Editor’s note: Dr. Anthony Youn is a plastic surgeon in metro Detroit. He is the author of “In Stitches,” a humorous memoir about growing up Asian-American and becoming a doctor.
(CNN) — Martha* had decided to undergo a breast augmentation. She researched doctors and found one she thought was well-qualified; ads in magazines touted him as board-certified and a top plastic surgeon in the area.
Martha met with him for a consultation and underwent the procedure in his office several weeks later. But at home that night, she discovered a shocking sight:
Her breast implants were lodged in her armpits.
The next morning, she rushed back to her doctor’s office. He inspected her chest and, with a quizzical look on his face, declared, “I have never seen this before.”
Martha decided to seek another opinion. A new surgeon explained that the previous physician had botched the procedure. She would need extensive surgery to correct it.
As if this weren’t bad enough, he also informed her that her doctor wasn’t what he claimed to be. Sure, he was board-certified — just not in plastic surgery.
Her “plastic surgeon” was actually an eye doctor.
Stories like Martha’s are becoming more and more common across the United States. Plastic surgery has become the Wild West of medicine, with an increasing number of doctors performing invasive cosmetic procedures without proper training or credentials.
In my metro Detroit practice alone, I’ve been horrified by dozens of botched jobs. One of my patients, a beautiful 25-year-old woman, was left with shark bite-sized divots all over her thighs and stomach after undergoing laser liposuction by a family medicine doctor.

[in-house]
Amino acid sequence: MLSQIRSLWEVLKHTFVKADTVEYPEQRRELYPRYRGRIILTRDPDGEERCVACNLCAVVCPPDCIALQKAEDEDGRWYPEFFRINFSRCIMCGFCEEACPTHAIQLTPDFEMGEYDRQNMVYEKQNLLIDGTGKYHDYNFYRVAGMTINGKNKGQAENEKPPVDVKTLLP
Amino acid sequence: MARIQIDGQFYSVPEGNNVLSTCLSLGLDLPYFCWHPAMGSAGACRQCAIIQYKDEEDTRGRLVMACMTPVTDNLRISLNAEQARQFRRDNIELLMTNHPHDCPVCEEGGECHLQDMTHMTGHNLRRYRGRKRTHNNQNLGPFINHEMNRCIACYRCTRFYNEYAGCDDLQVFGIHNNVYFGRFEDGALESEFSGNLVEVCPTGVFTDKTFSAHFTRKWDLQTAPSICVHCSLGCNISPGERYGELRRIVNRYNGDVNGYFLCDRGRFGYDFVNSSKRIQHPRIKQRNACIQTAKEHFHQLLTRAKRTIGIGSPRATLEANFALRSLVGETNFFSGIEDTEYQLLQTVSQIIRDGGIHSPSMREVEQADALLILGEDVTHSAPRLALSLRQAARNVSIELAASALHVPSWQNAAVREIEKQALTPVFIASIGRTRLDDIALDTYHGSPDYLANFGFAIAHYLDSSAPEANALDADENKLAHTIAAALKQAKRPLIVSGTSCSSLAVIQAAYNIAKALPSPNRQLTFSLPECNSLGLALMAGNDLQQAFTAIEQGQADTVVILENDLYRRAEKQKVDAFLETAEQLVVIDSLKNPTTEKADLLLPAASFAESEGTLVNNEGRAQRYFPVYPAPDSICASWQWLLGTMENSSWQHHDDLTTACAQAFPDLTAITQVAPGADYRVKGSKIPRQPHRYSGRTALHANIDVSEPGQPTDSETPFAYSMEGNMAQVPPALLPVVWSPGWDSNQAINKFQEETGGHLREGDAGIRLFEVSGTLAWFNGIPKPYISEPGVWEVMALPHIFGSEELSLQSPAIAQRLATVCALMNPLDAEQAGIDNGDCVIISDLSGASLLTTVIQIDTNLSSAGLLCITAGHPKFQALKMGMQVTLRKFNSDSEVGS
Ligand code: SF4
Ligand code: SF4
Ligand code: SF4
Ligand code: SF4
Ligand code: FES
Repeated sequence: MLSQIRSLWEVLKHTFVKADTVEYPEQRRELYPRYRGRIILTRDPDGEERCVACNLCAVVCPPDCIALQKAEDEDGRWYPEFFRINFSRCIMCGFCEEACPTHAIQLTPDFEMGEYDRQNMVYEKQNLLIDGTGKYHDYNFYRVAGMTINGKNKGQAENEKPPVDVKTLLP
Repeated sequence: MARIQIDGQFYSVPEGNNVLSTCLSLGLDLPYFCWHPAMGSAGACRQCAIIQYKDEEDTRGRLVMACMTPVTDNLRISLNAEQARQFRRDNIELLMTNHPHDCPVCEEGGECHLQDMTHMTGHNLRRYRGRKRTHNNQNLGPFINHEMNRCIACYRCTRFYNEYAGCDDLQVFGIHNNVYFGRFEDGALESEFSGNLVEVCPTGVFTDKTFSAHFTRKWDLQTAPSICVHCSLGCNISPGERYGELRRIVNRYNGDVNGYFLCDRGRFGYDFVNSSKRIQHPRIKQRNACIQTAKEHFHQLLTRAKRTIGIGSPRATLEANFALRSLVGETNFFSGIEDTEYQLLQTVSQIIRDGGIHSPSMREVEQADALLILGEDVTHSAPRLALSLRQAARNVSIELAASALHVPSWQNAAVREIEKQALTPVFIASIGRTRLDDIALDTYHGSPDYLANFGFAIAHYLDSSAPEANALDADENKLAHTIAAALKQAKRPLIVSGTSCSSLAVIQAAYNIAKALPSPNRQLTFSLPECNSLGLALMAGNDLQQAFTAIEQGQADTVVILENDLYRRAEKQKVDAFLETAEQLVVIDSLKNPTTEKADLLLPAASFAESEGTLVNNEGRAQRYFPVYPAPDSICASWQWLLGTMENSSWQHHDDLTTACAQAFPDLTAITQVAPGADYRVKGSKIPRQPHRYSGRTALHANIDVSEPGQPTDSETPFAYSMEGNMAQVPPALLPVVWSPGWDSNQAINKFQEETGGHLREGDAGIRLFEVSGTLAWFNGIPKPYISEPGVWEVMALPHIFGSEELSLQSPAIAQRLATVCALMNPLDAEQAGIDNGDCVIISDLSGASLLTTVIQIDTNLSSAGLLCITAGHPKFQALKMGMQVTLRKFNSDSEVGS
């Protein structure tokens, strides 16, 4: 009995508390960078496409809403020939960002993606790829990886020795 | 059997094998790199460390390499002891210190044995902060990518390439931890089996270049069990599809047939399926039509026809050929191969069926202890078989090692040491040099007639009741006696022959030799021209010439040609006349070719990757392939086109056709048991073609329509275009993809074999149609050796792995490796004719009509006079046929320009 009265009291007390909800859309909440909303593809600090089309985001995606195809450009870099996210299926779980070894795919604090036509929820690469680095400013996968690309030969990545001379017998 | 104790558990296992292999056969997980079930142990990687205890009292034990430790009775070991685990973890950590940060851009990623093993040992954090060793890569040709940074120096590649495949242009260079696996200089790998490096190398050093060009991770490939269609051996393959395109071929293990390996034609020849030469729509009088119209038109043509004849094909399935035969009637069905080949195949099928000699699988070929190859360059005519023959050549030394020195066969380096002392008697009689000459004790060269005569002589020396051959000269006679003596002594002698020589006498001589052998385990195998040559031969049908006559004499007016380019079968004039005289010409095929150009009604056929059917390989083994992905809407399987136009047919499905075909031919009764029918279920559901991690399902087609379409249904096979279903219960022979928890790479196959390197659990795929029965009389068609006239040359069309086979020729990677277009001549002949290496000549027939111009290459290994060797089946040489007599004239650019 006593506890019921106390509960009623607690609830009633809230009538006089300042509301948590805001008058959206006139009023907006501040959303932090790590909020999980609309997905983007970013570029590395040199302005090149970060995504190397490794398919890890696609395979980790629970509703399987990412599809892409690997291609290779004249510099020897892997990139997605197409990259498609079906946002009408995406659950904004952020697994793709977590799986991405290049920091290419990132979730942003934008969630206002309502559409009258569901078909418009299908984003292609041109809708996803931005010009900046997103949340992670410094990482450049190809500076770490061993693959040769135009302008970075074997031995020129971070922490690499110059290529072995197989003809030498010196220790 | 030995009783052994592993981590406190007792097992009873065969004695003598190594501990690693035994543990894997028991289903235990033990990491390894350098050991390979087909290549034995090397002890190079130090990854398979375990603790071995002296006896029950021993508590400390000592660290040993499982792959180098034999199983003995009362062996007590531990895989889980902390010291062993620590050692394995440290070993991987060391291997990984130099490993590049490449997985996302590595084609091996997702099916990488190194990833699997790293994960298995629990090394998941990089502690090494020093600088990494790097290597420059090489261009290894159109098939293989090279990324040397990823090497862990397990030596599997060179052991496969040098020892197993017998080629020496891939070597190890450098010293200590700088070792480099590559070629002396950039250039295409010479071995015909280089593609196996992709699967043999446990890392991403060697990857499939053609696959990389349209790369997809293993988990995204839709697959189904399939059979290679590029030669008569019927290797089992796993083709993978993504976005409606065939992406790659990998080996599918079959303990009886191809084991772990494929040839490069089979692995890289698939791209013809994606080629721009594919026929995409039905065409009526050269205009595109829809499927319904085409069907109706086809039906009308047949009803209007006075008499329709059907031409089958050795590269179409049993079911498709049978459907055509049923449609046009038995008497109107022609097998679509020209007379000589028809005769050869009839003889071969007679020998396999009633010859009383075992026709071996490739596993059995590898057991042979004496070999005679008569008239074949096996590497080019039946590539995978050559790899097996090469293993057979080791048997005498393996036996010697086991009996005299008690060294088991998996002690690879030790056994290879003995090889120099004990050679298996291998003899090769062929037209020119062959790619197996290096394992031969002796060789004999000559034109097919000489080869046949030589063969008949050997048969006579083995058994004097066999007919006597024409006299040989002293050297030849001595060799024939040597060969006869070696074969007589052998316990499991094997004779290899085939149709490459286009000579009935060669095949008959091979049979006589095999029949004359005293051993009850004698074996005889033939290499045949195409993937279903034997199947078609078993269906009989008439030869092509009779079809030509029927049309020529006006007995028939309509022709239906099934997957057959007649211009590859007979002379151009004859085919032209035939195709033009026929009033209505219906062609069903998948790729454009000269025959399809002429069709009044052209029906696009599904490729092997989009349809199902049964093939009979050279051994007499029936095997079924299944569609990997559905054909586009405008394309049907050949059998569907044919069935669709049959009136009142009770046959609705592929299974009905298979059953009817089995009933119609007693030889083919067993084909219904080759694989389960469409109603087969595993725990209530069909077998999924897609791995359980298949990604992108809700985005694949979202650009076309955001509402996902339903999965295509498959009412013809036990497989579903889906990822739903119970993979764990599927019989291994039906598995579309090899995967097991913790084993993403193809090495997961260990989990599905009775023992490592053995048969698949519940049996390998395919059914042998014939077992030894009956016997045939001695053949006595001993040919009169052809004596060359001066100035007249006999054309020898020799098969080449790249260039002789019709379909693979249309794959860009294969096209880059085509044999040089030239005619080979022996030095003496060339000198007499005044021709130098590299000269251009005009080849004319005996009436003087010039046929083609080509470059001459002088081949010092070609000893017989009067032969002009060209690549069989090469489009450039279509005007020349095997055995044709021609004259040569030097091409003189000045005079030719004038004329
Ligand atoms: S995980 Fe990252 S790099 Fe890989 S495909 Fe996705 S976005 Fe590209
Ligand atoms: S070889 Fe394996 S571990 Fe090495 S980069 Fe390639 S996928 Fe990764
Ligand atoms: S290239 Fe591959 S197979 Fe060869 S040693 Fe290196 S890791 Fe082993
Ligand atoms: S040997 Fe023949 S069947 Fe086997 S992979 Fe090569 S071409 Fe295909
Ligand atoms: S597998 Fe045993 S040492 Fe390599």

A local ENT (ear nose and throat) physician took $12,000 from a young hairdresser for two unnecessary operations: insertion of watermelon-sized breast implants and liposuction to her abdomen. The implants were eventually removed, and the liposuction left her tummy a rippled, lumpy mess.
Why does this happen?
Although state medical boards regulate who can obtain a license to practice medicine, they don’t restrict doctors from performing procedures outside of their training or specialty. Once they are licensed, there is no law against doctors performing any medical procedure they want to, as long as the patient consents to it.
As a board-certified plastic surgeon, I can legally perform a knee replacement or hysterectomy, procedures for which I am completely unqualified. This lack of regulation has allowed an increasing number of doctors of all types — including gynecologists, general surgeons and even emergency medicine physicians — to perform tummy tucks, liposuction, facelifts and breast enhancement.
These procedures are almost never performed in real hospitals. Hospitals typically vet their surgeons and allow them to practice only within their field of training and expertise. Doctors get around this by performing cosmetic procedures in their own in-office operating rooms or at ambulatory surgery centers, where the credentialing requirements may not be as strict.
So why do so many doctors reject their chosen specialty and remake themselves as plastic surgeons?
One word: money.
Declining physician reimbursement has resulted in more physicians looking for ways to enhance their income. And plastic surgery is one of the only fields of medicine that is shielded from insurance companies.
So an increasing number of doctors are closing their traditional medical practices and opening cosmetic surgery centers. These physicians learn the basics of plastic surgery through weekend courses, shadowing other doctors and even online webinars. This influx of poorly trained cosmetic surgeons has caused Martha’s story to become just one of many.
If you are considering having plastic surgery, I implore you: Do your homework. Find a plastic surgeon who is certified by the American Board of Plastic Surgery, the only plastic surgery board that is recognized by the American Board of Medical Specialties.
For facial plastic surgery, a doctor certified by the American Board of Facial Plastic and Reconstructive Surgery is considered an equivalent in all states.
I consider it a privilege that my patients put their lives and bodies in my hands. All surgeons should. In return, we have a moral obligation to only perform procedures that we are fully qualified to do.
No matter how well it pays.